It’s become something of a daily ritual. I reluctantly get out of bed after my alarm has rudely awakened me, stumble into the shower, get dressed, fix myself some breakfast and then sit down in front of my PC to learn which player(s) the A’s have traded while I’ve been asleep.
On Thursday, Joe Blanton joined Danny Haren, Nick Swisher, Rich Harden and Chad Gaudin on the list of ‘recently traded A’s’. To say it was expected would be an understatement. Rumours of Blanton’s impending departure have been swirling for eighteen months or so and with Oakland’s Front Office making it clear that they are looking to the future, it was very unlikely that ‘Country Joe’ would still be in an A’s uniform by August. Many articles have been devoted to assessing Blanton’s performances to date (generally not that favourable), but as an A’s fan it’s my prerogative to be a little less subjective. Joe has been one of my favourites over the last couple of seasons, primarily because of his classic baseball pitcher’s appearance. Straight out of the ‘Jumbo’ David Wells school, Blanton doesn’t fit the stereotype of a professional athlete. With his appearance and modest demeanour, he’s the sort of player you want to see do well and while his new hitters paradise of a home ballpark could be disastrous for him, I really hope he defies the odds and has success in Philadelphia.
Still, I fully understand what GM Billy Beane is doing in making this trade and it’s probable that Blanton won’t be the last player out of the door before the trading deadline. The Brewers are reportedly eyeing up closer Huston Street, while Justin Duchscherer’s value is unlikely to ever be as high as it is right now. Good pitching is always in demand and with teams looking to make that one final deal that could push them into the post-season, the A’s may well be about to cash in their chips.
Suffice to say, Oakland’s promising first half will remain just that: a nice surprise but one that won’t lead on to a battle with the Angels for the AL West crown. The A’s and their fans didn’t expect to be challenging this year and when you look at their roster (particularly the batting lineup), it’s easy to conclude that they have played above themselves so far. A quick glimpse downwards in their division to the Mariners will provide a strong lesson to any A’s fan about the dangers of fooling yourself into thinking that your team is better than it really is. If the M’s do trade Erik Bedard before the end of July, you can be certain that it will be for a lesser package than the one they gave up to obtain him just five months ago.
If (or should that be ‘when’?) Street and Duchscherer are traded, the A’s would be looking ahead to a 2009 roster including only two players (the oft-injured, and therefore currently untradeable, duo of Chavez and Crosby) making much more than $1m (possibly three depending on whether Alan Embree’s option is picked up or not). Everyone else will be either young talent or odds-and-sods they’ve picked up off the scrapheap. Contrast this lack of investment in the current MLB roster with the $4.25m signing bonus they’ve just given to sixteen year old Dominican pitcher Michel Inoa and the overall plan is pretty clear: the A’s are concentrating completely on the future.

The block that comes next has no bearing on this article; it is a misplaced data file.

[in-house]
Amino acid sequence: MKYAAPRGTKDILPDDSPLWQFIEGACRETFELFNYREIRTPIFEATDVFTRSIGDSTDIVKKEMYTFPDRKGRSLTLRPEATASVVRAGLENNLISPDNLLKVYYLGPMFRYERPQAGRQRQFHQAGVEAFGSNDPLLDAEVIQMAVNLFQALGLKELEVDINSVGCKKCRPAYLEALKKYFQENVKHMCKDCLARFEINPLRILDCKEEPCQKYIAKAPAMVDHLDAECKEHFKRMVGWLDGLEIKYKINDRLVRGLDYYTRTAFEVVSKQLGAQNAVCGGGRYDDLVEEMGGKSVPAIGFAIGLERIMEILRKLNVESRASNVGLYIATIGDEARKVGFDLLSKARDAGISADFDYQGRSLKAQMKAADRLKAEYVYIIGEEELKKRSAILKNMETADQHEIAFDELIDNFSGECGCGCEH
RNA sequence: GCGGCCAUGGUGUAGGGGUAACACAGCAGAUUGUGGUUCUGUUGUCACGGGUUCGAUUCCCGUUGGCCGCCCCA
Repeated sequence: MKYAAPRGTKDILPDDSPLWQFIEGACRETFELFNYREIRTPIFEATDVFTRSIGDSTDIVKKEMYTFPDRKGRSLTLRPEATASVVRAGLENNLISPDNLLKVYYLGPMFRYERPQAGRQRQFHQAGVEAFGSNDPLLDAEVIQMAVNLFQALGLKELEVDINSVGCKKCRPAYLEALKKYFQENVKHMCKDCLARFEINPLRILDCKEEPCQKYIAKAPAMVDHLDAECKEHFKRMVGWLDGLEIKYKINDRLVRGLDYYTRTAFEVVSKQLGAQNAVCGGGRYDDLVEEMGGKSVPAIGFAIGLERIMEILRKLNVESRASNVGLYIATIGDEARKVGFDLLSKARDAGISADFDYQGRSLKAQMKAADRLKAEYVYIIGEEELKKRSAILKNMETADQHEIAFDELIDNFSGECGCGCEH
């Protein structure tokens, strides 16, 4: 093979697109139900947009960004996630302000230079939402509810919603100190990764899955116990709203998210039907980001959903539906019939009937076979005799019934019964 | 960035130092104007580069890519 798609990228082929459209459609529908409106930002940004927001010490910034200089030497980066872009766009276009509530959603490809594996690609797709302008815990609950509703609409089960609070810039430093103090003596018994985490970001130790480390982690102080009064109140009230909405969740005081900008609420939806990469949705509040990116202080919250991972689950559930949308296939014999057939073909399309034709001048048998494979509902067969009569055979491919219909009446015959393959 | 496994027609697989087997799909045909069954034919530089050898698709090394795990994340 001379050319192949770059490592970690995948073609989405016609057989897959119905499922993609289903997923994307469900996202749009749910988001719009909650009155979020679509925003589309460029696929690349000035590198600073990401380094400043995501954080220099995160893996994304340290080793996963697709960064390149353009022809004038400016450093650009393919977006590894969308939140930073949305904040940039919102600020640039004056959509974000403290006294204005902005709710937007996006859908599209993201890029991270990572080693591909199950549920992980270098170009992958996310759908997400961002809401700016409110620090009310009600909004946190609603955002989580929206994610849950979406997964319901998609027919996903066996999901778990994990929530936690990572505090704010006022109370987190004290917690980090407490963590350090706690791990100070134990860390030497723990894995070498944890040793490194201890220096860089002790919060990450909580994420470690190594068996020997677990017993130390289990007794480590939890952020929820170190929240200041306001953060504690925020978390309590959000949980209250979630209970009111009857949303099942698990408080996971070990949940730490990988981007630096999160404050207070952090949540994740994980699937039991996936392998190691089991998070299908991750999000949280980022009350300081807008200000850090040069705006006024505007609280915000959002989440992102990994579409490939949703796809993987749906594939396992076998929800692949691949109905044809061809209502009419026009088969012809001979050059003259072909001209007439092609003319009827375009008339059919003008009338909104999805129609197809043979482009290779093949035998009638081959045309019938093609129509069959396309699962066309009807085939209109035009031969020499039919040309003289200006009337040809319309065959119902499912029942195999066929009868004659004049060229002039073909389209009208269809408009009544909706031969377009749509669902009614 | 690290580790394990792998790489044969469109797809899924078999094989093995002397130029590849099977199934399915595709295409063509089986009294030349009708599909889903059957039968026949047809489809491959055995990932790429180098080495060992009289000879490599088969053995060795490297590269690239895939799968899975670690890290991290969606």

It’s partly because of their unique situation that Oakland can do this. The Front Office is not under the level of constant scrutiny that teams within mass media markets are subjected to. With the fifth lowest average home attendance in 2007 (a record-breaking year for MLB as a whole), the A’s can also take a few liberties. They aren’t going to lose lots of fans with these moves because they don’t have lots of fans to begin with. Oakland are planning to relocate to a new stadium in Fremont in the near future and the focus is now on building a great team ready for when they move in.
Moving teams to new cities is one of the parts of North American sports that is difficult for British fans to accept. It’s an inevitable product of the franchise system though. Of course, it’s much easier for me to say that as an A’s fan in Britain than it would be if I lived in Oakland and was facing the prospect of my team leaving my home town. I can’t imagine what that must feel like. At least Fremont isn’t a million miles away.
What I do like about the A’s current direction is that they are being decisive. So many teams are happy to toddle along, paying lip service to their fans and the media about putting a contender on the field. Oakland’s Front Office has been absolutely honest in stating that they are rebuilding. Most, if not all, fans would prefer a few bad years followed by some very good years, rather than an endless procession of mediocrity. This roster, even before the off-season trades, was only going to scrape into the play-offs at best. Instead of settling for that, the A’s have started a project which will hopefully turn a mediocre team into a great team several years down the line. I’ll settle for that.
You couldn’t do this in a British sporting league because the risk of relegation doesn’t allow it. The A’s are exploiting the system, picking up dollars via revenue sharing, pooling a large crop of prospects and investing their money in draft picks and international young talent. It’s an extreme makeover of brutal proportions, but the end results should be well worth waiting for as an A’s fan.
Until then, I’ll keep logging on to Oakland’s website first thing each morning to find out who we have traded and to learn the names of our latest new signings.